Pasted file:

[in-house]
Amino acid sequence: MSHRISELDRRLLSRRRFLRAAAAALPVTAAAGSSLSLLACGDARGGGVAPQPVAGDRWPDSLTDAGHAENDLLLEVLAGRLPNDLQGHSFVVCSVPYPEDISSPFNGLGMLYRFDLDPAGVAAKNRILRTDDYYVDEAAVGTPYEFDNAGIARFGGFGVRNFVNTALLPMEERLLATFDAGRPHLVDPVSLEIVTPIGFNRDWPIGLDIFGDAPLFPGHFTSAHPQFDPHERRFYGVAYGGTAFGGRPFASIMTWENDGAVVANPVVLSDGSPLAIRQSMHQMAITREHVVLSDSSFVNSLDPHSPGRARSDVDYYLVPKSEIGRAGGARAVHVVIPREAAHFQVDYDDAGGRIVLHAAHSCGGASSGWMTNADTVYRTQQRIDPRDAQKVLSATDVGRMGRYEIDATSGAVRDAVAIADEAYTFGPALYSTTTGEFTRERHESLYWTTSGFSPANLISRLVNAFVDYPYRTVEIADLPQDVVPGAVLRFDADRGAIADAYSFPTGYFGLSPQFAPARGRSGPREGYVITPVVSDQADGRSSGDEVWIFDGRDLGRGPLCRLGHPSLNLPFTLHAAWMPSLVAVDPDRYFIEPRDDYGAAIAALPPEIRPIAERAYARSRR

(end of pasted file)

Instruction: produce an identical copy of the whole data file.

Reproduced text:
[in-house]
Amino acid sequence: MSHRISELDRRLLSRRRFLRAAAAALPVTAAAGSSLSLLACGDARGGGVAPQPVAGDRWPDSLTDAGHAENDLLLEVLAGRLPNDLQGHSFVVCSVPYPEDISSPFNGLGMLYRFDLDPAGVAAKNRILRTDDYYVDEAAVGTPYEFDNAGIARFGGFGVRNFVNTALLPMEERLLATFDAGRPHLVDPVSLEIVTPIGFNRDWPIGLDIFGDAPLFPGHFTSAHPQFDPHERRFYGVAYGGTAFGGRPFASIMTWENDGAVVANPVVLSDGSPLAIRQSMHQMAITREHVVLSDSSFVNSLDPHSPGRARSDVDYYLVPKSEIGRAGGARAVHVVIPREAAHFQVDYDDAGGRIVLHAAHSCGGASSGWMTNADTVYRTQQRIDPRDAQKVLSATDVGRMGRYEIDATSGAVRDAVAIADEAYTFGPALYSTTTGEFTRERHESLYWTTSGFSPANLISRLVNAFVDYPYRTVEIADLPQDVVPGAVLRFDADRGAIADAYSFPTGYFGLSPQFAPARGRSGPREGYVITPVVSDQADGRSSGDEVWIFDGRDLGRGPLCRLGHPSLNLPFTLHAAWMPSLVAVDPDRYFIEPRDDYGAAIAALPPEIRPIAERAYARSRR